Thursday’s topic for severe weather awareness week is severe thunderstorms. This might seem redundant because we have been talking about severe weather all week, but we are focusing on what makes a thunderstorm severe.
So what does the word severe even mean? According to Google, it is something that is very great or intense. This is true when it comes to severe thunderstorms, but I like to think of the word severe meaning damaging. So if a thunderstorm is strong enough to cause damage it is considered severe.
The first and most obvious aspect that makes a thunderstorm that causes damage is a tornado. A thunderstorm that produces a tornado is most definitely severe.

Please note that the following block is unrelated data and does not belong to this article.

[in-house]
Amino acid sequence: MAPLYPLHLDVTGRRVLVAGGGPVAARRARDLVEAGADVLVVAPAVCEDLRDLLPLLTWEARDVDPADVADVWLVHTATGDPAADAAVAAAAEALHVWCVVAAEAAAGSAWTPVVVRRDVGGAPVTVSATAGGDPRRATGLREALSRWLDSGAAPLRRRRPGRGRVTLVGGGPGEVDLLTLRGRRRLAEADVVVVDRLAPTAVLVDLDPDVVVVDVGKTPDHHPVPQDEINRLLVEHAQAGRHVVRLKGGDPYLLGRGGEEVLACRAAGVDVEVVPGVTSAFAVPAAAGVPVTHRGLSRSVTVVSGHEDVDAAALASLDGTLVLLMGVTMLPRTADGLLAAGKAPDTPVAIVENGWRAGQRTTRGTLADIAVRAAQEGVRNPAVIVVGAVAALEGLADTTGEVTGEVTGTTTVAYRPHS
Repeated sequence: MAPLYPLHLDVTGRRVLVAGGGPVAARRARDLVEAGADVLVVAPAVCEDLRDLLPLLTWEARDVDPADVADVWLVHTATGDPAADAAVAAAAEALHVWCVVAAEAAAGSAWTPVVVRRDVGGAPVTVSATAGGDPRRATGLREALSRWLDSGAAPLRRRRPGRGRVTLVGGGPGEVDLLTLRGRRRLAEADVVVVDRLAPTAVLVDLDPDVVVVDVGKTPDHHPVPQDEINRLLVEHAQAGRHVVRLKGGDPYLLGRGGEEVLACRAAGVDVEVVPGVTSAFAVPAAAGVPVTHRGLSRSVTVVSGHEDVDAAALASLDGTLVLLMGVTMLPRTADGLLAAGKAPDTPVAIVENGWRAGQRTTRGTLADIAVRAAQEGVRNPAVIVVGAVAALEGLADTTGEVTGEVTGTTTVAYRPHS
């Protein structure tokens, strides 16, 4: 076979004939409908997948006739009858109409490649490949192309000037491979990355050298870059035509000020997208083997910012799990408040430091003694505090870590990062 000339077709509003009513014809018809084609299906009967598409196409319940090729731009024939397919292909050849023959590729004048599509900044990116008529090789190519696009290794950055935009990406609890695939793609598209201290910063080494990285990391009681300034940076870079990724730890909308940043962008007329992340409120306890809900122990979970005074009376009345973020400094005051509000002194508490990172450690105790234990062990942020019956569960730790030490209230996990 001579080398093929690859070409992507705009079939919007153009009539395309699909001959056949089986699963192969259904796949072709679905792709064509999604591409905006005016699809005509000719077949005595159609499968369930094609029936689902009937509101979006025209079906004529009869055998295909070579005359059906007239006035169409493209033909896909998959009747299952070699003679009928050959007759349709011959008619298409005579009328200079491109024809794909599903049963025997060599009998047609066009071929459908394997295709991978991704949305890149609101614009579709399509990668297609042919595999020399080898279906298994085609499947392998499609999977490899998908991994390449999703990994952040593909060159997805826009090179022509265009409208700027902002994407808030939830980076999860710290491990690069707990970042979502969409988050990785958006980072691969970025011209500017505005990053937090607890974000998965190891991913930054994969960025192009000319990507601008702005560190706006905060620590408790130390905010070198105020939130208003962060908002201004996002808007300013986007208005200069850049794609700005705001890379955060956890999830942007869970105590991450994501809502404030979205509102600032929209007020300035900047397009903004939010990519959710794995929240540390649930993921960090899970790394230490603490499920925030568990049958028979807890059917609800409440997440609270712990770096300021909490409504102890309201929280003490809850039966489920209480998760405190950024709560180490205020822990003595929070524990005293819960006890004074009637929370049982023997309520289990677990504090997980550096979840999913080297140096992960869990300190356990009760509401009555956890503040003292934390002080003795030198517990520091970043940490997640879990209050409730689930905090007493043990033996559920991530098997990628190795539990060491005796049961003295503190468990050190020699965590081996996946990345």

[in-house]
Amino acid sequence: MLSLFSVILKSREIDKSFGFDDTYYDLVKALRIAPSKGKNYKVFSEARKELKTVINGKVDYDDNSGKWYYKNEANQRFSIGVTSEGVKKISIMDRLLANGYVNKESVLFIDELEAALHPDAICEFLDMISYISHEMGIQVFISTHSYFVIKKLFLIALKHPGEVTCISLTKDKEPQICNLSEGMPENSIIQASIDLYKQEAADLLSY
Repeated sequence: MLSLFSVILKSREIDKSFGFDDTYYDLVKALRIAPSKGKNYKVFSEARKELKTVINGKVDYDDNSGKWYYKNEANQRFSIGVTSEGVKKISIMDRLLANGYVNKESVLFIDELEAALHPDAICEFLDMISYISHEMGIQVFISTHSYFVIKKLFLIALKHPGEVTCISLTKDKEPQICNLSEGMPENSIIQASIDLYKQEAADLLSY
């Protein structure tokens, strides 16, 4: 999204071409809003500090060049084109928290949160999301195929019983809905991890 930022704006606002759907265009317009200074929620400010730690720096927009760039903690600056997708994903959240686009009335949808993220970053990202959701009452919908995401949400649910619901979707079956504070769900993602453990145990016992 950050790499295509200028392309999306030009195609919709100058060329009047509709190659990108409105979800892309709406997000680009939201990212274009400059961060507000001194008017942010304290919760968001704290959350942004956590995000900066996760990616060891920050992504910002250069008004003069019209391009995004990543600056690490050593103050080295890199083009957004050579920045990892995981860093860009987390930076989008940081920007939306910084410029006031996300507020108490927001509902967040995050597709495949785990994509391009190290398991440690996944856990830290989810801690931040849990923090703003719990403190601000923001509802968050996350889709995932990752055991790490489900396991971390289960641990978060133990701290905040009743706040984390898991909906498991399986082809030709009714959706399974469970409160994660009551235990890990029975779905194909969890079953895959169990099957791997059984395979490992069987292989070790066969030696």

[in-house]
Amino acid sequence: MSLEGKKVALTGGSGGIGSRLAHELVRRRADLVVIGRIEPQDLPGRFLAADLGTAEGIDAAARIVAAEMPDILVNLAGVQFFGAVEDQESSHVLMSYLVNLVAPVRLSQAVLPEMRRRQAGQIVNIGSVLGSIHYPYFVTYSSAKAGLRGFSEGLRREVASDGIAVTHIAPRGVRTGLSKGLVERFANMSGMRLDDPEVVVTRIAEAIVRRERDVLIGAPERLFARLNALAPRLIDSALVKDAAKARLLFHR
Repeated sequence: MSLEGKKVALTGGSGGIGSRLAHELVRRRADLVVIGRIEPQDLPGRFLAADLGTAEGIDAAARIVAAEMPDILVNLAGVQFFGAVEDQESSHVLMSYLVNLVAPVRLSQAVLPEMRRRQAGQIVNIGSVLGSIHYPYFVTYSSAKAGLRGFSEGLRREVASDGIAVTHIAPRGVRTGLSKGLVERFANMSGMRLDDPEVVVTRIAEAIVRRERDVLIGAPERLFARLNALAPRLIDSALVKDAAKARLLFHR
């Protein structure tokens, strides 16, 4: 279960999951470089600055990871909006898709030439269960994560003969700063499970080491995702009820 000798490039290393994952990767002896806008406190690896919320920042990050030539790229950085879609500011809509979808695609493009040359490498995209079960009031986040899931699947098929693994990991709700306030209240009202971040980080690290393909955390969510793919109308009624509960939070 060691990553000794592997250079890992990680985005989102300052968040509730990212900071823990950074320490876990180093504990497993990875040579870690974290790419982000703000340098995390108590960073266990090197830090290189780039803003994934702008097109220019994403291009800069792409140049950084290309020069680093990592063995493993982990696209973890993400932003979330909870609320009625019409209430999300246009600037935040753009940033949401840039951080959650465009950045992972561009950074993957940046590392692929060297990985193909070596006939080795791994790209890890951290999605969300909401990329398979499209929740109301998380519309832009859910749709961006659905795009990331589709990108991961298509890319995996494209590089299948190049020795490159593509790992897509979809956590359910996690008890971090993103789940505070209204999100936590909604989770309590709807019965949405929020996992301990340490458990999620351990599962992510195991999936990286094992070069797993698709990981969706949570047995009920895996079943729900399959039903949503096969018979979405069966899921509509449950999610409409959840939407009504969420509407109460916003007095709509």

The second aspect of a thunderstorm that makes it severe is strong straight-line winds. Again, the winds have to be strong enough to cause damage. In order for a thunderstorm-caused straight-line wind to be considered severe it must be at least 58 mph.
The last aspect of a thunderstorm that makes it severe is large hail. For hail to be considered severe or damaging it must be at least 1″ in diameter.
Not all thunderstorms are severe, but all thunderstorms can be deadly. All thunderstorms have lightning which can be deadly.
Stick with the Arkansas Storm Team for details on the rest of this week’s topics for severe weather awareness week.
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